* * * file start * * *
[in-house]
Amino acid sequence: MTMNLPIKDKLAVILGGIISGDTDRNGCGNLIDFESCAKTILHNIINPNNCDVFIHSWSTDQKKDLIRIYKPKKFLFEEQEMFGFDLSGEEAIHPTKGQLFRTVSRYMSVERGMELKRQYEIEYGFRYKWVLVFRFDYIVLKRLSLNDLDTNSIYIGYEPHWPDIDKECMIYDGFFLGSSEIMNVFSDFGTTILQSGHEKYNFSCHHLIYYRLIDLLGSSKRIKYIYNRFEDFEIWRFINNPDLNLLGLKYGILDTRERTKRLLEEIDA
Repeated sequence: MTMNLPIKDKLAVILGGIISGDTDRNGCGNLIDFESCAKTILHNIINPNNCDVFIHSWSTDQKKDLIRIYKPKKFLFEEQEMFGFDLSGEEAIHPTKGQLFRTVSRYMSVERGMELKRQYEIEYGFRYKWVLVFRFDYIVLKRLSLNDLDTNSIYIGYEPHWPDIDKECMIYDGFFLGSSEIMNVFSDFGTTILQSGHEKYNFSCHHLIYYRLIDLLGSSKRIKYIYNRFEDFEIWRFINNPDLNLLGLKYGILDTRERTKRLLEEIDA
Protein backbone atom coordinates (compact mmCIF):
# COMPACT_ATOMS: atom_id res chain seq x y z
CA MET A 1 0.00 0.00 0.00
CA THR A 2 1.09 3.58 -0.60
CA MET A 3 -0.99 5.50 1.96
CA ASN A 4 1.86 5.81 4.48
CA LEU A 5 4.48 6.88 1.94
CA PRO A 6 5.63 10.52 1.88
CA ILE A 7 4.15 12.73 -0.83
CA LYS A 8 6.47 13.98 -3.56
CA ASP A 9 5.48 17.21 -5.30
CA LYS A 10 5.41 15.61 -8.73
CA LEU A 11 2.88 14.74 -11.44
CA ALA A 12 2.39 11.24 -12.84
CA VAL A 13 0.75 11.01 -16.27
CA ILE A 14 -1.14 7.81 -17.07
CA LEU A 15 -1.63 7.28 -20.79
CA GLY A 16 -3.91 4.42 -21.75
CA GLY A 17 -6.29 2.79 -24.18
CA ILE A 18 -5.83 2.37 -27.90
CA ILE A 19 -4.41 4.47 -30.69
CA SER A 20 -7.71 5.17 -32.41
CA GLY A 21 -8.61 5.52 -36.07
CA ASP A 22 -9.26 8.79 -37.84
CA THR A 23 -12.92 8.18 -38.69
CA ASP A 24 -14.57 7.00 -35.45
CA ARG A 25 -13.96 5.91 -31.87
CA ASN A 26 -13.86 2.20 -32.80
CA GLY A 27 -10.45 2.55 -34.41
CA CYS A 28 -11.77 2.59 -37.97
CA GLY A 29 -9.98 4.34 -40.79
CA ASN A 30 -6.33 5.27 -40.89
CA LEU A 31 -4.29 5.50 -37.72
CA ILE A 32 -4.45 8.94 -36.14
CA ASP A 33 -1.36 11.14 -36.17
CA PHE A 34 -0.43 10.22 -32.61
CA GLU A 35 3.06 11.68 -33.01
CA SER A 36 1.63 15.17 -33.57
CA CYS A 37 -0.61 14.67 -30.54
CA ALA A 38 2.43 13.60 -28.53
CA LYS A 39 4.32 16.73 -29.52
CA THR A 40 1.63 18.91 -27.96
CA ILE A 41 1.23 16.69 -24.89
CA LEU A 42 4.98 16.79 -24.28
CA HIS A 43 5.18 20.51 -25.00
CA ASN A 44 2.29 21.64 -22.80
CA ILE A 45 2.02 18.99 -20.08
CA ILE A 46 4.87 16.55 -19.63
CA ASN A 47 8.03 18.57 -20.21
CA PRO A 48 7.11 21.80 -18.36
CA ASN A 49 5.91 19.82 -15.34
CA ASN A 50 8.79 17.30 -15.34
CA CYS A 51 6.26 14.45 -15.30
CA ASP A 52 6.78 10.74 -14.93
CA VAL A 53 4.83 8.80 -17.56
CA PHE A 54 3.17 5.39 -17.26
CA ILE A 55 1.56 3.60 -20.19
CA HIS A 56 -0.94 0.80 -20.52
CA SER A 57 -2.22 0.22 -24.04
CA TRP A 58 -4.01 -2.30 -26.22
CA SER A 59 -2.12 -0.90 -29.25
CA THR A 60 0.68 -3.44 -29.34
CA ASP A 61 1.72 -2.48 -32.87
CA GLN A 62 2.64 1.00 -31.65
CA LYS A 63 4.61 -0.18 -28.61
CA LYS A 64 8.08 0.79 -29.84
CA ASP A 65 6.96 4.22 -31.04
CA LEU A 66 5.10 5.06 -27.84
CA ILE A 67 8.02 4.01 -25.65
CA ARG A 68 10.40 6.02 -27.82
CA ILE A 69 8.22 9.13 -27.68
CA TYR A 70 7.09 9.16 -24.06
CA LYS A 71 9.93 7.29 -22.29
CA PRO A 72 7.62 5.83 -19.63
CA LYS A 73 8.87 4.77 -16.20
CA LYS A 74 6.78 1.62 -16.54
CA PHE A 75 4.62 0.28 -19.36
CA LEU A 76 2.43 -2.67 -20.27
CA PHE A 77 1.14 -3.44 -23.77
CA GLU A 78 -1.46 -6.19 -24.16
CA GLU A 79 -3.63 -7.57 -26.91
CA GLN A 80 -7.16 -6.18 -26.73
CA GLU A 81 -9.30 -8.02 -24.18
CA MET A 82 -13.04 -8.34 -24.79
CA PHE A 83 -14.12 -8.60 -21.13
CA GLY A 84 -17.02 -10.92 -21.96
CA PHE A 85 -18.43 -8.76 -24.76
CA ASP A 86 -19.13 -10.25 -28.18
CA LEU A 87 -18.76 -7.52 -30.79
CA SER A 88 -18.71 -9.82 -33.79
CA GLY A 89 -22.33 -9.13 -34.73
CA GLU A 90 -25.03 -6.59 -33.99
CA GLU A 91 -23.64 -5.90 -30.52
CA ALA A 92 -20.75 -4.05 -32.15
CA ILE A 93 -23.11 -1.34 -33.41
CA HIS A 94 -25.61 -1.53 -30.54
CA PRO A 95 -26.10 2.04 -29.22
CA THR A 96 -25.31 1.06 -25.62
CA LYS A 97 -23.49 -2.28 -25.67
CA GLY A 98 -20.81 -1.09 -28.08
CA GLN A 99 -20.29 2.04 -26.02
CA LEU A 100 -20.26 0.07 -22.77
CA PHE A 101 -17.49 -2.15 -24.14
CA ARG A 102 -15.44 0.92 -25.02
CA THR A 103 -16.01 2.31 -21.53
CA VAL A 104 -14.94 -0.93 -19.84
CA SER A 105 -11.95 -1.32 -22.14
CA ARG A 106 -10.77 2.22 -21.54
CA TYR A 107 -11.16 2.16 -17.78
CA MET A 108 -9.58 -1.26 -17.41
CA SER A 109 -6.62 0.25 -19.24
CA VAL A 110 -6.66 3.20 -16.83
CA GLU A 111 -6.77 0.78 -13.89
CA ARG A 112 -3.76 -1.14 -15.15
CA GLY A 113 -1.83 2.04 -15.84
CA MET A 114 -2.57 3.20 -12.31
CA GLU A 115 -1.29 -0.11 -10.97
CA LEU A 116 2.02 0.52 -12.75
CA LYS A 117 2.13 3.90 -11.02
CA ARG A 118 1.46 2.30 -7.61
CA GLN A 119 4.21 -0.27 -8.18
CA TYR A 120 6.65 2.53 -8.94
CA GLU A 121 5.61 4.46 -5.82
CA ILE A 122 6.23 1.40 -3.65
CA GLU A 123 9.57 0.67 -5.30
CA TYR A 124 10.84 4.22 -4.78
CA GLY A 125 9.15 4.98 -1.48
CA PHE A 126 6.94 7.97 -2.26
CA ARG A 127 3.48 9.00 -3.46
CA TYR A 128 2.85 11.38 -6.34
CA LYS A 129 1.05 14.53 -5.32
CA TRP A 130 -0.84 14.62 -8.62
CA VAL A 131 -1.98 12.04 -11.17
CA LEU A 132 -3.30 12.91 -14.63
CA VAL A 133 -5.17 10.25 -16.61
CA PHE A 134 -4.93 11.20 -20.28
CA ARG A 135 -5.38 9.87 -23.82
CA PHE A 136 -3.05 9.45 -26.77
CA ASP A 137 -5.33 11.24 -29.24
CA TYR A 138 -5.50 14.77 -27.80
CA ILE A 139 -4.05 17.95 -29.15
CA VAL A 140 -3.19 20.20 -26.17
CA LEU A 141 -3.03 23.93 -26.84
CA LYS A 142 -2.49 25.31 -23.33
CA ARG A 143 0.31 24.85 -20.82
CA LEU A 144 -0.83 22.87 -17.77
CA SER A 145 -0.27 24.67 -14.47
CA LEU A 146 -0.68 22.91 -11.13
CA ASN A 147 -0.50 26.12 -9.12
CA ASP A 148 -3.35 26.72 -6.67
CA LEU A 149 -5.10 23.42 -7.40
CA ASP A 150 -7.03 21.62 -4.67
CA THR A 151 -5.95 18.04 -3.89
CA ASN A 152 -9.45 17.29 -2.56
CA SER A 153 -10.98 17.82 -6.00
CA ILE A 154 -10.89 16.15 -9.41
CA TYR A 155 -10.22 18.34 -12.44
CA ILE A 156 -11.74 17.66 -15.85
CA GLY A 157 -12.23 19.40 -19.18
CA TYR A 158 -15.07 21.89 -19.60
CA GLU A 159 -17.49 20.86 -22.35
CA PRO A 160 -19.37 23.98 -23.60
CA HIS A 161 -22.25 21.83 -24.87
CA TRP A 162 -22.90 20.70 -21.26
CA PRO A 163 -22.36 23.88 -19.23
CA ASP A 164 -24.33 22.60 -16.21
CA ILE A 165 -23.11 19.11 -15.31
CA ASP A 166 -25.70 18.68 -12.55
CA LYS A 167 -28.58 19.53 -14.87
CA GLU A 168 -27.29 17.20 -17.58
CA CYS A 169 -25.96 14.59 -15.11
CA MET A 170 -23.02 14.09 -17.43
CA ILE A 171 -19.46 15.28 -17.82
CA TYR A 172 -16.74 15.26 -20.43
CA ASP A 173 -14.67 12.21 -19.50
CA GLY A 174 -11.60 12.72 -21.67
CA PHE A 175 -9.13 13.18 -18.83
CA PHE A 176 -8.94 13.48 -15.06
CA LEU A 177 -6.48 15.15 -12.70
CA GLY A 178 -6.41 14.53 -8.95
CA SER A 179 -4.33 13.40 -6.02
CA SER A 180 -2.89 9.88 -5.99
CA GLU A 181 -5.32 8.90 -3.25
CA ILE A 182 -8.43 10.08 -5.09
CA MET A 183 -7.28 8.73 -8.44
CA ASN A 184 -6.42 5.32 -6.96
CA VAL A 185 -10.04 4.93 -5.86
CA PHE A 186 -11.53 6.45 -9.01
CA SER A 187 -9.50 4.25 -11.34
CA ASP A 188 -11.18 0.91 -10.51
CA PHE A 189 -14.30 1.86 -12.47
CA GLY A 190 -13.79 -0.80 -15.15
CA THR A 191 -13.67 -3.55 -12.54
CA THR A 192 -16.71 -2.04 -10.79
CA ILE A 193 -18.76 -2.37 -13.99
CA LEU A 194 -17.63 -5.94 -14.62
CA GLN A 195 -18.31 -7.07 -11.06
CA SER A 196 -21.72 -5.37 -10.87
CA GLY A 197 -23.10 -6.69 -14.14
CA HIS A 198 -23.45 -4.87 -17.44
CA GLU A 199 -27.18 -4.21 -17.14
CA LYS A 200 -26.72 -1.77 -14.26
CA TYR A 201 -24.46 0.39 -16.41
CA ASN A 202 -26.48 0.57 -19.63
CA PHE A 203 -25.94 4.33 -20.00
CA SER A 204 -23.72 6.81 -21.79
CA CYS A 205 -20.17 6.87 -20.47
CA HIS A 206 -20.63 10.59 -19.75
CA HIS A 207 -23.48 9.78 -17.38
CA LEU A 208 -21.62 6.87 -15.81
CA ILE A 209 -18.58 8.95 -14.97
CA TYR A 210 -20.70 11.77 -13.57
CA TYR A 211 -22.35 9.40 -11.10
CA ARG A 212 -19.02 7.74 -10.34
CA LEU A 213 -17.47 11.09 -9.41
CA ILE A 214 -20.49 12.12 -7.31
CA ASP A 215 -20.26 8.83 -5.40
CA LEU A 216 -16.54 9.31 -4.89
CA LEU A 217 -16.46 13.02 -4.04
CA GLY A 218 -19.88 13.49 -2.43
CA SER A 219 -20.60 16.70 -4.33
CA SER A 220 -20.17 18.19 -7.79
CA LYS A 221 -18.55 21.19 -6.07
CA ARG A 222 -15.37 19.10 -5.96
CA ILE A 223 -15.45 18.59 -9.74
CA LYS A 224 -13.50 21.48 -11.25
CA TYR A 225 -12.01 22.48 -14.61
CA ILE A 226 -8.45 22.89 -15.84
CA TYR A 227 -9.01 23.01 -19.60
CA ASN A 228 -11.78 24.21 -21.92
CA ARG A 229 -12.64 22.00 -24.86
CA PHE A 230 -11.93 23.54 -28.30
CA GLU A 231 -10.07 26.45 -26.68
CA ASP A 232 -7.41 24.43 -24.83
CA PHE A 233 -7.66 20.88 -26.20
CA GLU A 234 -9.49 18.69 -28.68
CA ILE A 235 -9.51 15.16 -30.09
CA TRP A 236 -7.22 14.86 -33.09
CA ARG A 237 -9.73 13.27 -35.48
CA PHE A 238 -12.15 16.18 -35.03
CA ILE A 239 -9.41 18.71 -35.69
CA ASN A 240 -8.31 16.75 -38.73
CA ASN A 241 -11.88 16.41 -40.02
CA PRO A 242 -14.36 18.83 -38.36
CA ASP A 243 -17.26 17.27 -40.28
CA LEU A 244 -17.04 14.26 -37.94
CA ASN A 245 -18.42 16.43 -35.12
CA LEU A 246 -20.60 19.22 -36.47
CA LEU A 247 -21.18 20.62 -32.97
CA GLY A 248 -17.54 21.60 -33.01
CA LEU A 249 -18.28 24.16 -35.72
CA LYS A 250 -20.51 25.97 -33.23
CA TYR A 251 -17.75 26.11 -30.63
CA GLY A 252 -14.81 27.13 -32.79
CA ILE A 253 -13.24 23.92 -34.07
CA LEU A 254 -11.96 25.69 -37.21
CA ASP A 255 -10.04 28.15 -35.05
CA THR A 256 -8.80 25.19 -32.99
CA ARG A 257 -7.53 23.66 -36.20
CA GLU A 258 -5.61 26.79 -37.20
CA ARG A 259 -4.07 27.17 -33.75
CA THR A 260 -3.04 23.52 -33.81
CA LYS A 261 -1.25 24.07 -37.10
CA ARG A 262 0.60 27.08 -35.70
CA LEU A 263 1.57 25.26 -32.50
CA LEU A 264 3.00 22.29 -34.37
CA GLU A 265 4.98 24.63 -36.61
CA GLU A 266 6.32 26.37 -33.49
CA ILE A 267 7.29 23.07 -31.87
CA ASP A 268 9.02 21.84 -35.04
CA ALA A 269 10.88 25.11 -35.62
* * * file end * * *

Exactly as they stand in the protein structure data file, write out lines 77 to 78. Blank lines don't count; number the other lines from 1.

CA PRO A 72 7.62 5.83 -19.63
CA LYS A 73 8.87 4.77 -16.20